1) Can you work legally?
2) Can you speak English well enough?
3) Do you have the right qualifications?

After that, the issues that matter are much smaller.
4) Are you likely to be less connected to those who have?
5) Is your experience a little less relevant here?
6) Are employers a little less positive towards outsiders?

Here's the value of my two cents:
As Richard Guy and Tom Goodwin have mentioned, the first level of challenge is whether the job seeker is an EU or non-EU citizen. Furthermore, immigration rules are getting stricter every year, even more so if you are not a citizen of the EU. However, this does not mean that you have no chance if you are not an EU citizen; it's just that getting a job here in that case isn't exactly a walk in the park.
The next point is your desired job profile. If there are already many people in London who meet that criteria, the challenge becomes much more difficult, for obvious reasons.

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Here's the value of my two cents:
As Richard Guy and Tom Goodwin have mentioned, the first level of challenge is whether the job seeker is an EU or non-EU citizen. Furthermore, immigration rules are getting stricter every year, even more so if you are not a citizen of the EU. However, this does not mean that you have no chance if you are not an EU citizen; it's just that getting a job here in that case isn't exactly a walk in the park.
The next point is your desired job profile. If there are already many people in London who meet that criteria, the challenge becomes much more difficult, for obvious reasons. And if you believe the Reuters news (London tops New York as most popular destination for workers, poll), your challenge has already escalated.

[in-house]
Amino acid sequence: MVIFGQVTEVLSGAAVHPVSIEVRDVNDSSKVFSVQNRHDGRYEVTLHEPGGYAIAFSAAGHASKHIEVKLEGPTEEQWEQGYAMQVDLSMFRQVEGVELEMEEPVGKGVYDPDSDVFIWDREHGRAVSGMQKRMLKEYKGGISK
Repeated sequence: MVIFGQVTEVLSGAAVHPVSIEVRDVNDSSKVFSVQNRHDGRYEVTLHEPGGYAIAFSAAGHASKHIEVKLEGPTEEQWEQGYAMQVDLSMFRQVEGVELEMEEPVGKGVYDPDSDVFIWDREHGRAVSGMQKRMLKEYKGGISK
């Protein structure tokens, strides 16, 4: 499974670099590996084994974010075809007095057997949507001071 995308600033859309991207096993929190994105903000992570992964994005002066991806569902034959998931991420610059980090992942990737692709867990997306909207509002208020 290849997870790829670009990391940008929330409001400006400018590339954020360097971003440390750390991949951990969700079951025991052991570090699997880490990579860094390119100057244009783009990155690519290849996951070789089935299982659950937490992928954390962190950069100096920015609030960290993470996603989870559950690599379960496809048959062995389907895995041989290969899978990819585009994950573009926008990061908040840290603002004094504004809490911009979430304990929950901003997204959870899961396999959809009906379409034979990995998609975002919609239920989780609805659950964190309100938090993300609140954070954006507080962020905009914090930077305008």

Then comes English proficiency and the required experience and qualifications.
Overcome these hurdles and interviews and a job in London is there for the taking.

Not difficult. Of all the places in the UK, London is the most multicultural and the most accepted by people from abroad (not to say that anywhere else it is not). However, there are always jobs in London, being a global hub city, it can be a demanding place to work in any sector. There is a very high turnover in the retail trade, restaurants and bars and the construction trade; people are always hiring, but they expect experience. Your biggest problems will be meeting immigration demands (unless you are an EU citizen) as they have tightened in recent years and the language. It is not easy to get a job in London unless

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Not difficult. Of all the places in the UK, London is the most multicultural and the most accepted by people from abroad (not to say that anywhere else it is not). However, there are always jobs in London, being a global hub city, it can be a demanding place to work in any sector. There is a very high turnover in the retail trade, restaurants and bars and the construction trade; people are always hiring, but they expect experience. Your biggest problems will be meeting immigration demands (unless you are an EU citizen) as they have tightened in recent years and the language. It's not easy to get a job in London unless your English skills are at least reasonably good;

Normally very easy but…. COVID-19 and Brexit.

Due to COVID-19 In the last three months, unemployment has gone from being the lowest to the highest in 4 decades. Because of Brexit, in addition to this, it is going to get a lot worse in the short term. 2020–2022.